Recent Katrina-Related Coverage Developments

This decision by Judge L.T. Senter, Jr., Tejedor v. State Farm, is more interesting than it sounds.  As this story points out, the essence of the ruling is that Judge Senter said the plaintiff, Richard Tejedor, already collected $200,000 from a flood insurance policy and can only recover from State Farm the difference between that amount and $285,000, the value of his home.  Tejedor’s Mississippi home was reduced to a slab by Hurricane Katrina.

Senter granted State Farm’s motion for partial summary judgment regarding claims of breach of fiduciary duty and misrepresentations in the procurement of Tejedor’s insurance policy.  He reserved a ruling, however, on State Farm’s request for summary judgment on extra-contractual and punitive damages. 

I notice this case has some sharp edges that aren’t present in many of Senter’s prior Katrina decisions.  He made a point to note that, attached to State Farm’s motion as an exhibit, was a copy of an insurance policy, "but not the one issued specifically to Plaintiff." Usually, a copy certified by the insurance company to be the exact policy issued is submitted as evidence, not a policy exemplar.  He also noted that Tejedor’s claims that his home was destroyed by wind, not flood, is belied by his acceptance of $200,000 from a flood policy, and said that, although Tejedor’s residence was "apparently" reduced to a slab, "it takes a lot of reading to reach that conclusion."  Neither party was probably satisfied with this decision: Senter said that the focus of the parties’ briefing was whether punitive damages were appropriate, but he neither granted nor denied summary judgment on this question.  

Also of note is that the first scheduled Katrina trials have been postponed. After U.S. Magistrate Judge Robert Walker rebuffed attempts by lawyers for hundreds of policyholders to consolidate trials, each plaintiff had to sue separately.  To give some kind of benchmark for the remaining cases, six test cases with simple issues were to proceed against insurers State Farm, Nationwide and Allstate.  The first case tried was to be McFarland v. State Farm, on January 29, 2007, which Senter delayed at State Farm’s request, after McFarland amended his lawsuit to include claims that State Farm engaged in a calculated scheme to deceive and defraud policyholders with rigged claims procedures.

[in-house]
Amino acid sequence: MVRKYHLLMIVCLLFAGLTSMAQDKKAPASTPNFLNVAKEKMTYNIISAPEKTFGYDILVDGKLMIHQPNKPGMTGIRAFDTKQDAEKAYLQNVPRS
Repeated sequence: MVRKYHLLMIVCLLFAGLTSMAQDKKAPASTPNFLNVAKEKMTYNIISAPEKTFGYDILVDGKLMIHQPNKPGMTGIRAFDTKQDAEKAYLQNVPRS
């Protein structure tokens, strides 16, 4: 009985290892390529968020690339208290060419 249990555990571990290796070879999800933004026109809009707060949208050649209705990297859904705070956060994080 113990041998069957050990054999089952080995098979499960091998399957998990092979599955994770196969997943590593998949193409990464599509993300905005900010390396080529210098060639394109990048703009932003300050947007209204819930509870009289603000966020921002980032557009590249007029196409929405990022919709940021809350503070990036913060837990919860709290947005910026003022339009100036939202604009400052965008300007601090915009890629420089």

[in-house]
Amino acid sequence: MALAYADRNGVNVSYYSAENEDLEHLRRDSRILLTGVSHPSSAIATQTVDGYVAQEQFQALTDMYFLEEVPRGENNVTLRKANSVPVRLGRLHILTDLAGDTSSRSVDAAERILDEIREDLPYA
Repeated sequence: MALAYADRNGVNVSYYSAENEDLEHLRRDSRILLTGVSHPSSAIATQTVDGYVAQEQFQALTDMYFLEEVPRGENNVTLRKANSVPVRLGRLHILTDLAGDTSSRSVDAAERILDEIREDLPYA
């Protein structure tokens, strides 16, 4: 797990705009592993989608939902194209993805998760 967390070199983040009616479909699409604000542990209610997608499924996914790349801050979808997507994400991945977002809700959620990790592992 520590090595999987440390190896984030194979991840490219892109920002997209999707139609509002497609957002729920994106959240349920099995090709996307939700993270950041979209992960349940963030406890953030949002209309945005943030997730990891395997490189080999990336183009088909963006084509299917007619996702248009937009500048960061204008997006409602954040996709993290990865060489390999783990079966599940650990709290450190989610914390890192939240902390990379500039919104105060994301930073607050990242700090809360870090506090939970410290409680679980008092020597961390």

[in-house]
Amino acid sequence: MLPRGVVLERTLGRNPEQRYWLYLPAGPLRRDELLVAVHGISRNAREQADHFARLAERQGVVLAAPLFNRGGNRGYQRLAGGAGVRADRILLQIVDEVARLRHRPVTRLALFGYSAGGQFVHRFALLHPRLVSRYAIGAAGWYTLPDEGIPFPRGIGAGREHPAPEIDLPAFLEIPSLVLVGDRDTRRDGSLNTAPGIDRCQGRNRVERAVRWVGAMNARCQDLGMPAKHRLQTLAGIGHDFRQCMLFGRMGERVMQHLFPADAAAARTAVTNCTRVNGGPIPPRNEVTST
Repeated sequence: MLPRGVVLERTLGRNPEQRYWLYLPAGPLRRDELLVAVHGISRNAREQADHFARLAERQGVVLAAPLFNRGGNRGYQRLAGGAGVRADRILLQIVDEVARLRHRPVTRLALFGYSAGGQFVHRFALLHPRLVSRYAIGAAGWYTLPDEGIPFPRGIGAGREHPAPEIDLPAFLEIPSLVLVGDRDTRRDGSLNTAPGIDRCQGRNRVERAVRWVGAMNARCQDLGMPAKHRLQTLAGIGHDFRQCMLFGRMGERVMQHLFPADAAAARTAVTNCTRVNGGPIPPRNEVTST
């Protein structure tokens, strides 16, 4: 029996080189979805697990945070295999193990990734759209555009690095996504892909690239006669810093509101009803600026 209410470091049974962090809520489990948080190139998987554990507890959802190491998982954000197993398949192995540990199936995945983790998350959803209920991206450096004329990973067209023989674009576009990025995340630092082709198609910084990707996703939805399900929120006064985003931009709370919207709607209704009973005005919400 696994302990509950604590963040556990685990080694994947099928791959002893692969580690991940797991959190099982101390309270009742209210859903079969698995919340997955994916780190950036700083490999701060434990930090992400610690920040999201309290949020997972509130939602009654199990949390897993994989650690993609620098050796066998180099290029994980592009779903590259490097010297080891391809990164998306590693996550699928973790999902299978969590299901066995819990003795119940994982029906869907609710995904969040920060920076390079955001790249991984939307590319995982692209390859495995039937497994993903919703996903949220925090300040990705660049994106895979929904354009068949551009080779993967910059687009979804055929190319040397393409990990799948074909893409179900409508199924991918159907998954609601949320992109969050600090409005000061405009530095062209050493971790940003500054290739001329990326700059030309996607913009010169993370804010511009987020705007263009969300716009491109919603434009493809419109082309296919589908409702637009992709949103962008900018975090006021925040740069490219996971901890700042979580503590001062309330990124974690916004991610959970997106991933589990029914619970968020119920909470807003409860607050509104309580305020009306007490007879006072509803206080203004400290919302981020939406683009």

In delaying the start of the case, Senter said he doesn’t want to limit policyholders’ remedies, but "[a]t the same time, the court has no interest in watching or umpiring a pleadings game that is played for a particular moment’s tactical purpose without regard to the overall goal of a just, speedy and inexpensive determination of every action."

Here is a link to Senter’s October 25 decision denying plaintiffs’ objections to Walker’s order that joinder of Katrina cases was not proper under the Federal Rules of Civil Procedure.  Talk about sharp edges.  In a sentence directed to the Scruggs family of plaintiff attorneys, Senter wrote: "It is worth observing that the prospect of a ruling contrary to one’s position should not call for the alternative threats of an interlocutory appeal (without any citation of authority supporting one) or forum shopping by requesting the Court to enter a dismissal order . . . so that Plaintiffs can inundate the state court system, if they so choose." 

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